By Sakhile Dube
According to Nqobile Ndzinisa, some people in KwaZulu Natal believe there is a cure for HIV-Aids but it is not made available to sufferers because manufacturers and related businesses are still making money from providing ARV (anti retro-viral) therapy.
Ngobile, who studying towards an MA at the University of KwaZulu Natal said that there were strong Zulu cultural beliefs that might explain why KwaZulu Natal province has the highest HIV prevalence in South Africa, and also why women have the highest rate of HIV infection compared to men.
Ndzinisa argued that women are more likely to be infected by HIV due to cultural reasons such as the cultural more of women submission to their men—although Ndzinisa acknowledged studies that indicate that women are not always passive participants in relationships.
However, the most devastating indictment of Ndzinisa’s research was the notion of certain Zulu cultural systems that appear to promote myths that contribute towards high rates of HIV among women. In her third research theme, Ndzinisa covered university students and their perceptions of HIV.
The research was about understanding how young modern Zulu students perceive their culture and use that perception to interpret information about HIV- Aids.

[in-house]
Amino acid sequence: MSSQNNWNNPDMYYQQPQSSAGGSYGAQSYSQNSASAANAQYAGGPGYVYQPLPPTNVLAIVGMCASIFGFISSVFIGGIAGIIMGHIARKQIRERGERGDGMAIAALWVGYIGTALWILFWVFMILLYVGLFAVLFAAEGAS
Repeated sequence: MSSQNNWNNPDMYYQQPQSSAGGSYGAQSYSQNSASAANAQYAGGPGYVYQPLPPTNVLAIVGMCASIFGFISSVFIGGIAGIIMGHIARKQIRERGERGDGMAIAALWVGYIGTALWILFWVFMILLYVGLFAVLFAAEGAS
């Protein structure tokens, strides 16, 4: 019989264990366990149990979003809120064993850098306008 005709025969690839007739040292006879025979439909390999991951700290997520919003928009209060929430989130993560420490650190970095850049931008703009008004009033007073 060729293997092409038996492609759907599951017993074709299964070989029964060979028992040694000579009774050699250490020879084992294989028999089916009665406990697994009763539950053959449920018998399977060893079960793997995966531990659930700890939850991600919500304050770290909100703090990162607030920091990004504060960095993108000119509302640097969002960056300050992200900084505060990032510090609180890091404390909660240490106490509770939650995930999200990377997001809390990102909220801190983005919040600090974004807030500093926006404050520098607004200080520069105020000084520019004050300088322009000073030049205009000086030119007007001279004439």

During the focus groups with students from KZN, Ndzinisa discovered that culture does not really influence how students understand HIV, but being exposed to education has given students conspiracy theories.
Apparently, students think that HIV-Aids is not a cultural problem but a moral one, Ndzinisa discovered. Cultural practices like the rites of passage amongst young Zulu women encourages them to abstain from sexual intercourse just as religion does. Ndzinisa argued that, “the rites of passage are there to serve a good purpose and they should be upheld and not applied selectively.”
- Sakhile Dube was reporting for Open Source, the newspaper for Highway Africa